Exploring Sorrento's Festive Holidays
An exciting aspect of study abroad is learning and experiencing new holidays and the traditions of the place you are in – for me, it’s Sorrento.
Typically, the month of October signifies the changing of seasons, cozy sweater weather, and that the fall holidays such as Halloween and Thanksgiving will be approaching soon.
Halloween and All Saints' Day in Sorrento
I was unsure of what a very popular holiday in America would be like here in the smaller Italian coastal town of Sorrento.
The weeks leading up to Halloween I noticed stores had decorations and the grocery stores had a small selection of Halloween themed candy and goodies.
When I first saw these in the beginning of October I was so ecstatic.
I love holidays and anything that gives an excuse to decorate, so of course I bought a few things to make my dorm room feel spooky and Halloween-y.
To get even more in the spirit, I made a couple of my friends some Halloween goodie-bags full of on theme treats and candy for the holiday!
Sorrento's Unique Holiday Traditions
While I still had enormous amounts of excitement for October 31st to come around, I was also eager to learn and find out more about local traditions.
One of the most important Catholic holiday celebrated in Italy is, infact, All Saints’ Day.
This is celebrated on both November 1st and 2nd, which is the All Souls’ Day.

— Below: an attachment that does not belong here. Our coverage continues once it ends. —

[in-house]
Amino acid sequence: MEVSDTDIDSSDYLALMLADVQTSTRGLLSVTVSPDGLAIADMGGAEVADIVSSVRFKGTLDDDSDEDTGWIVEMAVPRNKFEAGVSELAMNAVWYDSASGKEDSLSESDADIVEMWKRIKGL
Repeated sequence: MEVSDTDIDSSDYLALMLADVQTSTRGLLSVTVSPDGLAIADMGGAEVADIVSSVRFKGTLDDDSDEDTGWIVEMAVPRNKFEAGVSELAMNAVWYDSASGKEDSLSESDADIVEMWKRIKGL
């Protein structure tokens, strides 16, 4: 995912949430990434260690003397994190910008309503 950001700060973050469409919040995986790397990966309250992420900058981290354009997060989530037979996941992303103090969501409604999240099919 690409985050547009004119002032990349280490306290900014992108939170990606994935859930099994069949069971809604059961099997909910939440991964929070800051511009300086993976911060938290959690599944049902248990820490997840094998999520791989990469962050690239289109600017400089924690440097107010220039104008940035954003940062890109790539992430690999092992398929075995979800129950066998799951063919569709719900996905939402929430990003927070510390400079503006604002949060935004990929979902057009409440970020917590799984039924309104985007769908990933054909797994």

November 1st is when the Catholic Church commemorates all of the saints.
November 2nd instead is the day that people honor their own lost loved ones.
I felt very lucky to attend a school such as Sant’Anna with staff that took the time to answer questions regarding the holiday and provide insight.
A common notion that I was told about Italy is that food plays a huge role in connecting with others and bringing people together, including at events such as funerals and mourning the losses of loved ones.
When I was told this on All Saints’ Day, it was being explained in relation to a popular dessert called “torroncini“, which you can find in most cafes and cake shops around this holiday.
These desserts – filled with chocolate, nuts and other more – are served and are supposed to be comforting in a sense and lift up spirits from their sweet taste when people are mourning.
My friends and I knew we had to try it as soon as we heard about it, so we stopped by Bar Veneruso and they did not disappoint.
Food and Connection: A Sorrento Experience
After I learned a bit more about the idea of food bringing people together in such an important way, I found it sweet and full-circle that my friends and I had just participated in a pasta making class on Halloween, just a day before All Saints’ Day.
I hadn’t even known it at the time, but this was connecting the two holidays together for me in a memorable way.
We learned how to make gnocchi from scratch and used our skills to make a batch of our own, the food and experience connecting us.
This activity made Halloween here feel so much more special;
after taking the 1st and 2nd of November to reflect on these different holidays, I felt so appreciative of the opportunity to experience both holidays in Sorrento, as well as the fact that gnocchi and torroncini were both involved.
I can’t wait now for the Christmas Holiday cheer to spread through Sorrento, and you’ll definitely see an article from me about it!